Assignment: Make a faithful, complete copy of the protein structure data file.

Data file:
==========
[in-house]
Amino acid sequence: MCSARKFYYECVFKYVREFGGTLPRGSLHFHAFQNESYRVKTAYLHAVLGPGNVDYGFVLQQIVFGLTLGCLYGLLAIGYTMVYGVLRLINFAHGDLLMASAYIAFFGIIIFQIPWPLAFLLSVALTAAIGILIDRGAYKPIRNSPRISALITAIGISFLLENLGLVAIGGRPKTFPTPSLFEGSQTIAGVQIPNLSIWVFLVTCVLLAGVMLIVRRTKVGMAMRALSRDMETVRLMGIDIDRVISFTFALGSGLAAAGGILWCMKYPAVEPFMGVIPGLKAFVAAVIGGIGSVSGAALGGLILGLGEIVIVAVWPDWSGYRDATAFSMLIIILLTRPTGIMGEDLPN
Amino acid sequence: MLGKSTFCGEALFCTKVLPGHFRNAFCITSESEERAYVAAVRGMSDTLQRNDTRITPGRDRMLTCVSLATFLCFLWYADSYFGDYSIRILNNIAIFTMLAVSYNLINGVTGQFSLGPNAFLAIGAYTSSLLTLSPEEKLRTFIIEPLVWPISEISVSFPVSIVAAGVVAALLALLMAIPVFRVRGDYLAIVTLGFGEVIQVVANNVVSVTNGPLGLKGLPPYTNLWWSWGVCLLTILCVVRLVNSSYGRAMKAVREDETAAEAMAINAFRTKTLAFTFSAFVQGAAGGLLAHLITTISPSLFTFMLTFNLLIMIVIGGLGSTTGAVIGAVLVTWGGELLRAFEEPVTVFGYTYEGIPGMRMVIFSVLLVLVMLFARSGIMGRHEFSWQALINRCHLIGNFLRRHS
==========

[in-house]
Amino acid sequence: MCSARKFYYECVFKYVREFGGTLPRGSLHFHAFQNESYRVKTAYLHAVLGPGNVDYGFVLQQIVFGLTLGCLYGLLAIGYTMVYGVLRLINFAHGDLLMASAYIAFFGIIIFQIPWPLAFLLSVALTAAIGILIDRGAYKPIRNSPRISALITAIGISFLLENLGLVAIGGRPKTFPTPSLFEGSQTIAGVQIPNLSIWVFLVTCVLLAGVMLIVRRTKVGMAMRALSRDMETVRLMGIDIDRVISFTFALGSGLAAAGGILWCMKYPAVEPFMGVIPGLKAFVAAVIGGIGSVSGAALGGLILGLGEIVIVAVWPDWSGYRDATAFSMLIIILLTRPTGIMGEDLPN
Amino acid sequence: MLGKSTFCGEALFCTKVLPGHFRNAFCITSESEERAYVAAVRGMSDTLQRNDTRITPGRDRMLTCVSLATFLCFLWYADSYFGDYSIRILNNIAIFTMLAVSYNLINGVTGQFSLGPNAFLAIGAYTSSLLTLSPEEKLRTFIIEPLVWPISEISVSFPVSIVAAGVVAALLALLMAIPVFRVRGDYLAIVTLGFGEVIQVVANNVVSVTNGPLGLKGLPPYTNLWWSWGVCLLTILCVVRLVNSSYGRAMKAVREDETAAEAMAINAFRTKTLAFTFSAFVQGAAGGLLAHLITTISPSLFTFMLTFNLLIMIVIGGLGSTTGAVIGAVLVTWGGELLRAFEEPVTVFGYTYEGIPGMRMVIFSVLLVLVMLFARSGIMGRHEFSWQALINRCHLIGNFLRRHS